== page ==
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Bitmain Technologies Ltd. announces their Antminer S9, the world’s first Bitcoin miner using 16nm chips.
Bitmain Technologies Ltd., a producer of high quality and efficient computing chips, high density server equipment, and large scale parallel computing software, has recently unveiled their Antminer S9.
The Antminer S9 will produce 14 TH/s of mining power per unit, using 16nm ASIC chips. In fact, there are 189 chips packed into every miner. The power consumption sits around 1.38 kW, although there is a 7% variation to take into account. However, this makes the miner very power efficient, as just 0.1 Joule per GigaHash.
The Antminer S9 is backward compatible with power supplies used in older models. The machines keep their air-cooled system, which is easy to maintain by both experienced and novice users. Besides, there are no hidden upkeep costs, other than electricity to be paid by the consumers themselves.
There will only be a limited quantity available for every batch of Antminer S9 miners, and interested parties are advised to place their order as soon as possible. Speaking of the ordering process, Bitmain will limit the number of devices one user can order in total, which should help distribute these devices in a decentralized fashion over time.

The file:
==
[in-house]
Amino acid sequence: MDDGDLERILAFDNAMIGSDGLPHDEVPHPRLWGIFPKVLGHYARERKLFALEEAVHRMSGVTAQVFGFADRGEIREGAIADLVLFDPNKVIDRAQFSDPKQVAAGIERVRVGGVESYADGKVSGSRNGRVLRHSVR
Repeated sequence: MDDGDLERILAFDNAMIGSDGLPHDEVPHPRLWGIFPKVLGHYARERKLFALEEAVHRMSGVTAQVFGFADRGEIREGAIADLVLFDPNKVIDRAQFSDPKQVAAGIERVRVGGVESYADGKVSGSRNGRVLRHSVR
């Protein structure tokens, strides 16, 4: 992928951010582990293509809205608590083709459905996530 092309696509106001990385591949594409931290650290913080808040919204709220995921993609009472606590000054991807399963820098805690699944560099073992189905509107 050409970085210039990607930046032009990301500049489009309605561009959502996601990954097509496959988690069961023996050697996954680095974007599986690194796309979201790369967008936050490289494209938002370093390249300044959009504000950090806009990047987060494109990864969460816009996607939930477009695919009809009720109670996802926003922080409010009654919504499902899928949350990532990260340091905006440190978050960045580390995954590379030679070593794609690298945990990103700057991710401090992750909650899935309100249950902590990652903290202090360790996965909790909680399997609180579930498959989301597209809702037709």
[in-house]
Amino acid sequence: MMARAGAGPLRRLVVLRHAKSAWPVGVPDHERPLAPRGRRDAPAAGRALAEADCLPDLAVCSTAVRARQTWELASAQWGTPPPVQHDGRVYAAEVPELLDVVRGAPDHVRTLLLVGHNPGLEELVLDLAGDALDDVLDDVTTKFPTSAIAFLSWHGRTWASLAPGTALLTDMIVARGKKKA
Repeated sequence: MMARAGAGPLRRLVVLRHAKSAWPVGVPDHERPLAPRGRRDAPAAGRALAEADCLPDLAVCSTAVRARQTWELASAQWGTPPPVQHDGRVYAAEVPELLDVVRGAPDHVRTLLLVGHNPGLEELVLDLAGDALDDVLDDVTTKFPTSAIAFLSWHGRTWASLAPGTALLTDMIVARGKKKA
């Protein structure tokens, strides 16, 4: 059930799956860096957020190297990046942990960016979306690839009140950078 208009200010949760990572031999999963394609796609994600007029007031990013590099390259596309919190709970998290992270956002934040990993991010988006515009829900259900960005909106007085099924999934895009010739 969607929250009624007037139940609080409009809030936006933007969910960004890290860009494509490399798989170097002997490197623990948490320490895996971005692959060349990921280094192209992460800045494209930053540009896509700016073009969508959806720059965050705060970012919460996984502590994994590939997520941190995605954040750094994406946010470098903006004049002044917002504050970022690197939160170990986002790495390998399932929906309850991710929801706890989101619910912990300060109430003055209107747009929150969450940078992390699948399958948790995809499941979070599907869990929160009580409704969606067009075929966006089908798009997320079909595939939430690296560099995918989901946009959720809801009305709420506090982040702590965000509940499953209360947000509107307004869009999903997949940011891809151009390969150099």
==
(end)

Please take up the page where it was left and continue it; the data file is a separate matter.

The company expects to sell their first batch of Antminer S9 devices very quickly. If the trend of previous hardware generations keeps up, it may take 15 minutes or less to sell out an entire batch of Antminers. With such a power-efficient device hitting the market right in time before the upcoming Bitcoin halving, it is expected there will be a lot of interest. Retail price is $2100 per unit excluding shipping cost. Shipping out starts from June 12th after fully paid.
BitFury is also expected to start shipping a new 16nm chip in the near future, with reportedly similar specs. BW pool is reported to be putting out a 14nm ASIC as well, in addition to Innosillicon launching a chip in the 16nm range.
With so many ASICs coming online at similar levels, with fewer power jumps, making a robust machine that can last longer and require low maintenance is going to be key. Bitmain is using the S7-type form factor which is air cooled and very robust in large and small data center environments. They have been refining this format in increments ever since the S1. The S7 is easy to deploy and cool; and from early images, the S9 follows in that vein.